In linguistics, an object pronoun is a personal pronoun that is used typically as a grammatical object: the direct or indirect object of a verb, or the object of a preposition. Object pronouns contrast with subject pronouns. Object pronouns in English take the objective case, sometimes called the oblique case or object case.[1] For example, the English object pronoun me is found in "They see me" (direct object), "He's giving me my book" (indirect object), and "Sit with me" (object of a preposition); this contrasts with the subject pronoun in "I see them," "I am getting my book," and "I am sitting here."


The English personal and interrogative pronouns have the following subject and object forms:

Singular subject
Singular object
I me
he him
she her
Plural subject
Plural object
we us
they them
Interrogative subject
Interrogative object
who whom

Archaic second person forms

Historically, Middle English and Early Modern English retained the T–V distinction; the second person pronoun had separate singular/familiar and plural/formal forms with subject and object forms of both. In standard modern forms of English, all second person forms have been reduced to simply "you". These forms are still retained (sometimes partially) in some dialects of Northern English, Scottish English, and in the Scots language, a Germanic language closely related to English which diverged from it during the Early Modern period.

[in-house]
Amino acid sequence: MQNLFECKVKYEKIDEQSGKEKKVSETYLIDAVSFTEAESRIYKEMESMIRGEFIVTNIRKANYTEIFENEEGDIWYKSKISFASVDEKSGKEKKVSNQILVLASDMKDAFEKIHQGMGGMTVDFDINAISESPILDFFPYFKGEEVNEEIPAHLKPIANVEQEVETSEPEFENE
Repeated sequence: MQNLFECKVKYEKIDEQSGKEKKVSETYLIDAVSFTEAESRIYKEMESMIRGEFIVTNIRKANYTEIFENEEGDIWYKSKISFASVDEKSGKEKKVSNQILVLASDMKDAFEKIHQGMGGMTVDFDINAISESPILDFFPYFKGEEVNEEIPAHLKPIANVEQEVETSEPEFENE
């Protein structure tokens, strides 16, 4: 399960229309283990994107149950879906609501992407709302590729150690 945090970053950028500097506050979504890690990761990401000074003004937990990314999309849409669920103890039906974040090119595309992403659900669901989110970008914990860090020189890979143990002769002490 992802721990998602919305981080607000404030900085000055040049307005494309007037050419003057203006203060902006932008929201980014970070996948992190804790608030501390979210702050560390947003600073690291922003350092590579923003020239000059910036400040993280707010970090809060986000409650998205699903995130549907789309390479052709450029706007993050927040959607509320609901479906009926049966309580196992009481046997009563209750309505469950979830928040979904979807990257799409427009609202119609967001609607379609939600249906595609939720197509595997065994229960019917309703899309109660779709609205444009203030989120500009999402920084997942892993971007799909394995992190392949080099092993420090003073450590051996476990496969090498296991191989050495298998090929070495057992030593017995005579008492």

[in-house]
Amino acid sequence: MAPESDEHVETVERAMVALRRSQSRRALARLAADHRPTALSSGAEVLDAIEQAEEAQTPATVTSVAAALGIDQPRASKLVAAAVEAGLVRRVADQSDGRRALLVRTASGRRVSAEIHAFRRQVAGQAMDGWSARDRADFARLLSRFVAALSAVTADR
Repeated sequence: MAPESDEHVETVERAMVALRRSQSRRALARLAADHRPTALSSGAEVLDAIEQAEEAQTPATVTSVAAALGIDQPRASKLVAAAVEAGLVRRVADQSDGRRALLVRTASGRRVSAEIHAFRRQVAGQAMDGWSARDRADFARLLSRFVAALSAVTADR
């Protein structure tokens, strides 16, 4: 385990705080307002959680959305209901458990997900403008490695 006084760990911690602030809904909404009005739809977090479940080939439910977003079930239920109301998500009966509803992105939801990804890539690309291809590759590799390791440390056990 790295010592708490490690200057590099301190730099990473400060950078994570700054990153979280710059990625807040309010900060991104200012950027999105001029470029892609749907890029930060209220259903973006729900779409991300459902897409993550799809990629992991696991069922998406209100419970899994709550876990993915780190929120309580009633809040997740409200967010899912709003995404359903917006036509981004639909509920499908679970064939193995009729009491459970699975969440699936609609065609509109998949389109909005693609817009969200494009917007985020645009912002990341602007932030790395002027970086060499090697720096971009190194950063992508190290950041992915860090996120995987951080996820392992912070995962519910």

Singular/familiar subject
Singular/familiar object
thou thee
Plural/formal subject
Plural/formal object
ye you

Other languages

In some languages the direct object pronoun and the indirect object pronoun have separate forms. For example, in the Spanish object pronoun system, direct object: Lo mandaron a la escuela (They sent him to school) and indirect object: Le mandaron una carta (They sent him a letter). Other languages divide object pronouns into a larger variety of classes. On the other hand, many languages, for example Persian, do not have distinct object pronouns: Man Farsi balad-am (I can speak Persian). Man ra mishenasad. (He knows me).


Object pronouns, in languages where they are distinguished from subject pronouns, are typically a vestige of an older case system. English, for example, once had an extensive declension system that specified distinct accusative and dative case forms for both nouns and pronouns. And after a preposition, a noun or pronoun could be in either of these cases, or in the genitive or instrumental cases. With the exception of the genitive (the "apostrophe-s" form), in nouns this system disappeared entirely, while in personal pronouns it collapsed into a single case, covering the roles of both accusative and dative, as well as all instances after a preposition. That is, the new oblique (object) case came to be used for the object of either a verb or a preposition, contrasting with the genitive, which links two nouns.

For a discussion of the use of historically object pronouns in subject position in English (e.g. "Jay and me will arrive later"), see the article on English personal pronouns.

See also


  1. ^ Randolph Quirk, Sidney Greenbaum, Geoffrey Leech, and Jan Svartvik, A Comprehensive Grammar of the English Language (London: Longman, 1985), p. 337.